Below are some sample main questions and some follow-up questions. Feel free to add to the follow-up list as best suits your students:

  • (How many of you) play an instrument? Which ones?
  • Play a sport? Which sports?
  • Like to read? Non-fiction? history? fiction? Mysteries?
  • Like to eat dessert? What are your favorites?
  • Like pizza? With cheese? What kind? Other toppings?
  • Know a quote from a book or poem or music? Know the author/composer? Who can share an example?
  • Like hot weather/cold weather? Being in the sun? Being in the rain? Thunderstorms? Windy days?
  • Know someone with a disability? What kind of disability? What is it like to be with that person?
  • Have ever been part of a team? In school? Out of school? Music-related? Sports-related? What teams? What was your role?
  • Have ever been to a concert, play, show, sports event? Indoors? Outdoors? What have you seen?

Thanks to my colleagues at Responsive Classroom and Passageworks for ideas and inspiration for team-building activities and starting the year off well. Please share with us ways you team build in your classroom.

Establish a Positive Community

Comments (3)Sign in or register to postSubscribe to comments via RSS

Laura Thomas's picture
Laura Thomas
Director, Antioch University New England Center for School Renewal
Facilitator 2014

Timely post!

Since we're in the early days of the year, it seems so appropriate to remind teachers that the time spent in building community is never wasted. Kids who feel safe are more willing to take academic and social risks when we ask them to, but safety doesn't come over night- we have to build and maintain it intentionally and consistently over time.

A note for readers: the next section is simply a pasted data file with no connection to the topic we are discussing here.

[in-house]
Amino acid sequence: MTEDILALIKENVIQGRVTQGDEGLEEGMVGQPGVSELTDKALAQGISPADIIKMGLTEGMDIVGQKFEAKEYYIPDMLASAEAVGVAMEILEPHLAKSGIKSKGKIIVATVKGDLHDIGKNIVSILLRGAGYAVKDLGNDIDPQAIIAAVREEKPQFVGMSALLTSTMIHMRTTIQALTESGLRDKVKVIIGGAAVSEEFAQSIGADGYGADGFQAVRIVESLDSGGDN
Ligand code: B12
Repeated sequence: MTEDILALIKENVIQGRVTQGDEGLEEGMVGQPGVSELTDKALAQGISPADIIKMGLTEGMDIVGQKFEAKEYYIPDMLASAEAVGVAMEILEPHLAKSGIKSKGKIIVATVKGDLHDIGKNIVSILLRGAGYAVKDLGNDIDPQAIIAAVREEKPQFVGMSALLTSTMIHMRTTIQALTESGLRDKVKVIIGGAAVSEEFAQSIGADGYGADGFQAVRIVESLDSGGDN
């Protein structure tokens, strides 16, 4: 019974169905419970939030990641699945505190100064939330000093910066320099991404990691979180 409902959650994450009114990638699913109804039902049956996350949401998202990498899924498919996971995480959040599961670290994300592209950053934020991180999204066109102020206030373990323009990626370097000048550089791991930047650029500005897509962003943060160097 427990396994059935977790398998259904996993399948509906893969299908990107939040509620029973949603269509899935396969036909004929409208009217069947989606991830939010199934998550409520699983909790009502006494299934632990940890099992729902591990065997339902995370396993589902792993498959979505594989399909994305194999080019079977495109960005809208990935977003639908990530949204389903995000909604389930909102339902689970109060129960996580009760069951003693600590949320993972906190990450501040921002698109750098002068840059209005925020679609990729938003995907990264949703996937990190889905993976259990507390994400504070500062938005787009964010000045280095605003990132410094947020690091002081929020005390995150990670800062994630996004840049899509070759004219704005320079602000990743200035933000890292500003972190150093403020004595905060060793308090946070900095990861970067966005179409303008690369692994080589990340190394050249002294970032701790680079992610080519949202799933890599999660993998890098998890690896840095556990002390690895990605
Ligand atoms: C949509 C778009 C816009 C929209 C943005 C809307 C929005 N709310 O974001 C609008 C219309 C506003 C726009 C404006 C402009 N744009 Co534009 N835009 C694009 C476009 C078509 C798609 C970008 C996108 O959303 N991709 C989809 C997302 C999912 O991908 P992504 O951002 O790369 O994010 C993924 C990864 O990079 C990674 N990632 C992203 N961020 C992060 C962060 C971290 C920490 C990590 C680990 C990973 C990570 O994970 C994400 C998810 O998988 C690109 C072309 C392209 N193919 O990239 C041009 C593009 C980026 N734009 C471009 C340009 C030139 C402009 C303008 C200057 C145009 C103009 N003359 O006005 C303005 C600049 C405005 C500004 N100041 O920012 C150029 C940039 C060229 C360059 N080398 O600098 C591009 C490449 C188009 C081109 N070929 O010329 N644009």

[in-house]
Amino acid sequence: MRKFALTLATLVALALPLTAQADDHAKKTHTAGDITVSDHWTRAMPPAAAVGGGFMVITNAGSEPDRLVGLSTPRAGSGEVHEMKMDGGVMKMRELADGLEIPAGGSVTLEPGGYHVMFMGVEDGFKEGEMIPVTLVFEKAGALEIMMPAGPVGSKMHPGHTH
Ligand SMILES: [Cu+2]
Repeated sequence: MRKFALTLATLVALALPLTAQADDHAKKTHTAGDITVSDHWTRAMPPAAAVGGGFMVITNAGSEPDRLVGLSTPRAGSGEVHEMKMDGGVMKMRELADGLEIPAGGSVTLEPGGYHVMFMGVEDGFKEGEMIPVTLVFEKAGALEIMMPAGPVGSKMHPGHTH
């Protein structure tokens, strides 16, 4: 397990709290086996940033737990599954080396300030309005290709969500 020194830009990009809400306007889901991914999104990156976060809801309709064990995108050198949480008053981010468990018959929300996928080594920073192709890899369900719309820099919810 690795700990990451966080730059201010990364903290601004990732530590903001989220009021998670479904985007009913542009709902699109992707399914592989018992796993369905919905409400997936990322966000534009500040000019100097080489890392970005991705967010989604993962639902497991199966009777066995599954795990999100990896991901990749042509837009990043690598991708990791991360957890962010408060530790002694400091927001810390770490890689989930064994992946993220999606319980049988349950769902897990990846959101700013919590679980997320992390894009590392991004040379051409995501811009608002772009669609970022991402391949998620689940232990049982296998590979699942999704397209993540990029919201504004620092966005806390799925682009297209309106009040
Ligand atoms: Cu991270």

In my work with the Critical Skills Program, we talk about creating opportunities for students to build deepening trust as a way to move them through the stages of group development. We describe them as:

1. Knowledge (learning basic facts and information about each other)
2. Communication (learning how we speak to each other informally and about things that matter, what it looks and sounds like when we communicate effectively)
3. Cooperation (a tacit agreement not to get in each other's way as we solve a problem or complete a task together)
4. Collaboration (a shared commitment to our mutual success as a community of learners)
5. Community (the point at which a group is invested in the shared happiness, success and safety of its members)

I can't wait to share your ideas with my colleagues!

Jen Audley's picture
Jen Audley
Manager of Online Communications for Responsive Classroom/NEFC

Thanks for highlighting Responsive Classroom in this post! For more about greetings and other ideas for building positive community in the first weeks of school, check out the Resources for Educators page at our website: https://www.responsiveclassroom.org/resources-educators (The featured resources on this page change frequently, but we'll keep them tied to this post through the weekend at least.)

Mark Collard's picture
Mark Collard
Playful adventure educator, author, founder of playmeo.com

Excellent stuff Maurice. Can I suggest your readers check out the hundreds of fun interactive activities on playmeo.com - in particular have a look at Ice-Breaker Question Exchange - http://www.playmeo.com/ice-breaker-get-to-know-you-games/ice-breaker-que... - for dozens of wonderful, non-threatening questions to use to break the ice among students, esp in the first week of class. Also, for the record, I posted a link to this post on the playmeo blog - cheers, Mark